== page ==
The elevator in Ma's building stalls on occasion, so I have the front desk's number on speed-dial in my cell phone. I could use a little interval suspended between floors today, on the off-chance my timing's not right—when I told Ma I'd skip the main event this morning and just arrive in time for the after-ceremony brunch, her lack of protest put me on guard. I've learned to dodge Ma's ceremonies, no matter how hard she tries to get me there. My attendance can be interpreted as spiritual hunger, and trigger a flood of instructional pamphlets in my mailbox with helpful notes in the margin and follow-up pop quizzes on the telephone.
The doors slide open. I take deep cleansing breaths on the long walk to the end of the hall, plaster on a smile for my bad-prodigal-daughter-who-missed-the-important-stuff entrance. An elaborate crucifix hangs reproachfully over Ma's peephole. On the other side of this door will be my mother, reborn. I turn the knob.
There are six people sprinkled around the living room. Walls lined with choice artwork and old family photographs do nothing to absorb the crackle of tension in the air. Ma is nowhere in sight.
I shake hands with Olivia and Babbie, huddled together in the corner looking slightly startled: dear old friends who live nearby in a retirement community. My friend Margaret's mother, Ellie, is also here. She's devoted to Ma, and seems sincerely relieved to see me for some reason.
Photini, Ma's Orthodox partner in crime, is perched near Ma's paint box and easel: prim on the fraying sofa in her usual kerchief and Amish-style denim pinafore. She and Ma met at a Byzantine icon workshop when they were both still infidels. (Ma's the one who decided they had to go Orthodox. She found the first church they tried in the Yellow Pages.) Photini introduces me first to a nondescript, mousy little man in faded blue jeans with a gentle smile whose name goes instantly in one burning ear and out the other. Next is a guy I mistakenly assume is the bishop. It turns out he's actually part of the entourage: a priest. He has the standard cassock-type thing over his significant belly, long hair tied back out of the way, and a huge frizzy white beard that is trying to take over the whole top half of his body. He's very excited when he hears my last name.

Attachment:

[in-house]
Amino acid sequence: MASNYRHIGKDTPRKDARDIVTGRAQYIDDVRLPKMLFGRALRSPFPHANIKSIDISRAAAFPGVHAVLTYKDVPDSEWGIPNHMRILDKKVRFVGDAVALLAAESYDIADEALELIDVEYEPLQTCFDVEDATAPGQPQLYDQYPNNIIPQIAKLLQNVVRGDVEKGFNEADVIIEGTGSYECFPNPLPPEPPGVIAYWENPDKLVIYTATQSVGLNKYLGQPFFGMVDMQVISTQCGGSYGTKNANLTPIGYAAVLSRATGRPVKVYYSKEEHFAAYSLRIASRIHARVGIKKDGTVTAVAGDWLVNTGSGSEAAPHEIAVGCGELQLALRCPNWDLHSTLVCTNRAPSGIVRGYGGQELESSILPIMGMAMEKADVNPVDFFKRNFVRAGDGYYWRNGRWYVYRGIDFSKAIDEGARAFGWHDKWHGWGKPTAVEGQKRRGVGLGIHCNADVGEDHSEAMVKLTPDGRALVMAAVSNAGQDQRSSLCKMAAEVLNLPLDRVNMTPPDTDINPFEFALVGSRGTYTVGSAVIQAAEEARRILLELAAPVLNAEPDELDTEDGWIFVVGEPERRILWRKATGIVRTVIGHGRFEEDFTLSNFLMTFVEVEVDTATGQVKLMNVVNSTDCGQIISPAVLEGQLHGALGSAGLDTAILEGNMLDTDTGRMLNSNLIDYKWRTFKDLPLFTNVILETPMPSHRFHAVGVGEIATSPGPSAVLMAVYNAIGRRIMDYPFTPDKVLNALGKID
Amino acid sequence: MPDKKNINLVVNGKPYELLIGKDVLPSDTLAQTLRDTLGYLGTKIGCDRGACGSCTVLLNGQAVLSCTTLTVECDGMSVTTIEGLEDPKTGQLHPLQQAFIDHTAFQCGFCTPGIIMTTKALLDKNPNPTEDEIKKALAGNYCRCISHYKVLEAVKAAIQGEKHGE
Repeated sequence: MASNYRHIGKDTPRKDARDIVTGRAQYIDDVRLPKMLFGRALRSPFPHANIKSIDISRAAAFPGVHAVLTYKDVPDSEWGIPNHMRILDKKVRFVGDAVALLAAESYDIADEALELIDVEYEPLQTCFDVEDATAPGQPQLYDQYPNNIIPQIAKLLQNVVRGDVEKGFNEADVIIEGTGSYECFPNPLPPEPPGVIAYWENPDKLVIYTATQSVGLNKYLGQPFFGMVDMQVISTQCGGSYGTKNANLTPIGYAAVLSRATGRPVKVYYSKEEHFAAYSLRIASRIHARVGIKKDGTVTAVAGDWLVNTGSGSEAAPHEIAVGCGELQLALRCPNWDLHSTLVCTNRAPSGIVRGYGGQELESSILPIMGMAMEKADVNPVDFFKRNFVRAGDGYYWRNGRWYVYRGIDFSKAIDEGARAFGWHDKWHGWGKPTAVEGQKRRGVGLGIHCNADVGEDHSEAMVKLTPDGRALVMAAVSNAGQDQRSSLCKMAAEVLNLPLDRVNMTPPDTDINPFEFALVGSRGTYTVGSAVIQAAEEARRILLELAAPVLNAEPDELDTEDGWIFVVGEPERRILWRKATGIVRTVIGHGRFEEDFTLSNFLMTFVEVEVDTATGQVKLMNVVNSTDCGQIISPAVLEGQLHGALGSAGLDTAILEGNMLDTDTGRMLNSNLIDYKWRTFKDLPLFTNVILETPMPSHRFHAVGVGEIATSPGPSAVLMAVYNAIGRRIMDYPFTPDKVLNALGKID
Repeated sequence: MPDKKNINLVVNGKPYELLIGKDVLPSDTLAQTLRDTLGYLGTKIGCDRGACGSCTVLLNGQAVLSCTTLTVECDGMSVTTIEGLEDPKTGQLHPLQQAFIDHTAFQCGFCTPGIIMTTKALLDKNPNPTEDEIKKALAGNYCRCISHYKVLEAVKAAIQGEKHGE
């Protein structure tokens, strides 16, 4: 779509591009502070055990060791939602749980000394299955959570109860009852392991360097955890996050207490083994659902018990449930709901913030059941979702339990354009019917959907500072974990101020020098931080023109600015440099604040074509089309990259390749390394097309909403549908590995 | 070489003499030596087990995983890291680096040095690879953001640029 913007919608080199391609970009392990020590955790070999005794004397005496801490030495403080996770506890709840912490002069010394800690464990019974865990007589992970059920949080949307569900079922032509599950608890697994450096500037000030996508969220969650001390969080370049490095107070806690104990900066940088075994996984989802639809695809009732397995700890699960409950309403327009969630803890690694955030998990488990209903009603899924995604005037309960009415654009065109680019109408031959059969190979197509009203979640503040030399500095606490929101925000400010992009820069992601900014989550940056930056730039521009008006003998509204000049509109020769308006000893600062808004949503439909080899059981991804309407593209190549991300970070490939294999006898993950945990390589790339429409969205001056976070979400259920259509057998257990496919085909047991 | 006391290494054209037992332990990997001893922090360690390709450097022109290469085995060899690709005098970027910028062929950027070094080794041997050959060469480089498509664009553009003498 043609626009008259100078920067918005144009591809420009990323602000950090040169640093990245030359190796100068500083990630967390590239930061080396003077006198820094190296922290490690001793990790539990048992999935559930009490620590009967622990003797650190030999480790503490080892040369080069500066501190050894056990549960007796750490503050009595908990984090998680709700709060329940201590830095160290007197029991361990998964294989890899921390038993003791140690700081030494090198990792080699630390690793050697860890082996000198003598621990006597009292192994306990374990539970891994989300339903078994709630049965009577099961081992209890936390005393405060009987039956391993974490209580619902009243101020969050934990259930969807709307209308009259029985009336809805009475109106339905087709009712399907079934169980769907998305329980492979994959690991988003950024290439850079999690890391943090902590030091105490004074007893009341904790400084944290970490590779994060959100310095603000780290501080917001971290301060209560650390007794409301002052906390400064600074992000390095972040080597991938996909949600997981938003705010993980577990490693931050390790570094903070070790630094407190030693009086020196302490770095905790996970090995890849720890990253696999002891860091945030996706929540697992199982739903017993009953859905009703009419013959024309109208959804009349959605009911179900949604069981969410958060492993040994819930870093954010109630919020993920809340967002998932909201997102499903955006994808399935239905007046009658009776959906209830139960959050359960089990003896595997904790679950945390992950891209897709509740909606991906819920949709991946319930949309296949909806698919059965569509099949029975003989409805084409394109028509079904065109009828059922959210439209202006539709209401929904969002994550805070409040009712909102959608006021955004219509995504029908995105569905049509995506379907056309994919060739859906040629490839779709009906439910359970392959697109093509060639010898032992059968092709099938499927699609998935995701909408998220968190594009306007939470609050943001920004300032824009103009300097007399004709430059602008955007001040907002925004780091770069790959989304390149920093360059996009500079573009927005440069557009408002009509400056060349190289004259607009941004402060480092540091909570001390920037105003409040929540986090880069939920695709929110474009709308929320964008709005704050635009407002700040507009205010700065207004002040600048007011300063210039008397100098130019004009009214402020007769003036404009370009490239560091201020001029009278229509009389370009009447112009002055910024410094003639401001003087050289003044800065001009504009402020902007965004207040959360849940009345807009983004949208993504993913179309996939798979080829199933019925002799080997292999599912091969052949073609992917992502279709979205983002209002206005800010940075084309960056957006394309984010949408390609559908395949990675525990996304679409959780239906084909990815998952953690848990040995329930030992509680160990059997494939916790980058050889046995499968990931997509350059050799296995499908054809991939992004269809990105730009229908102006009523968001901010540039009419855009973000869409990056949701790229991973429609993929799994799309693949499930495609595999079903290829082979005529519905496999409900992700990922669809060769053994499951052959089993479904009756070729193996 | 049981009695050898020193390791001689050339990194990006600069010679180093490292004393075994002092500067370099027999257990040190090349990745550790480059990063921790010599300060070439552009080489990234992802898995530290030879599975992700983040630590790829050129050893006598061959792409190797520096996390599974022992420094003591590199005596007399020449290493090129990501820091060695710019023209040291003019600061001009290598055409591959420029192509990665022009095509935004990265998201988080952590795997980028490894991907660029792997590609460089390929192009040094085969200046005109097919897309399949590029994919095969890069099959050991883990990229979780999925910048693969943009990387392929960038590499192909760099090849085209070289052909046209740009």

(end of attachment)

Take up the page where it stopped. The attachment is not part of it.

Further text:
—You're the daughter with that husband! I wanted to meet you! I thought I was going to be an actor, too!
This kind of non sequitur can throw me. My life's been so disconnected from that show business world since we moved back East thirteen years ago. Days will go by without me even remembering what my husband does. When this fuzzy-faced, friendly hedgehog of a person erupts with a delighted riff about his early years in the theatre, I'm speechless—too self-conscious with our family eccentricities all out in the open like this. Everyone seems to be waiting for me to say something, and no socially acceptable response comes to mind: How sensible of you to fall back on becoming a leader in an obscure religious sect instead; why didn't I think of that when I gave up acting? Or: Maybe if you'd had a shave and a haircut you could have had more range?
Better to change the subject.
—Where's my mother?
Ellie lifts her eyebrows.
—She's in the bedroom having confession with the bishop.
—Oh, how was the service?
—It hasn't happened yet.
—Oh great, I say. I was so hoping I wouldn't miss anything.
Ellie looks skeptical. She has known me since I was three.
My cell phone rings: my brother, Felix, calling, safe in Vermont.
—How did it go?
—Still hasn't started. They seem to be running behind. You know Ma.
—Right. What's happening?
—I guess she's having an extra-long session in the bedroom with the bishop.
—In the bedroom ?! What are they doing in the bedroom?
—Oh. Good for Ma. She's got a lot of stuff to cover, so don't hold your breath.
There are bagels for after the service, which Olivia tells me conspiratorially are her calculated donation in the spirit of ecumenism. It seems the need for unity, respect, and cooperation between the various Christian faiths is what was being debated when I arrived. Orthodox Christians aren't big on cooperation. The one thing I actually have looked up is the definition of that suspicious qualifying adjective: orthodox. We've all heard of Orthodox Jews—they're the ones with all the dietary restrictions. What's an Orthodox Christian?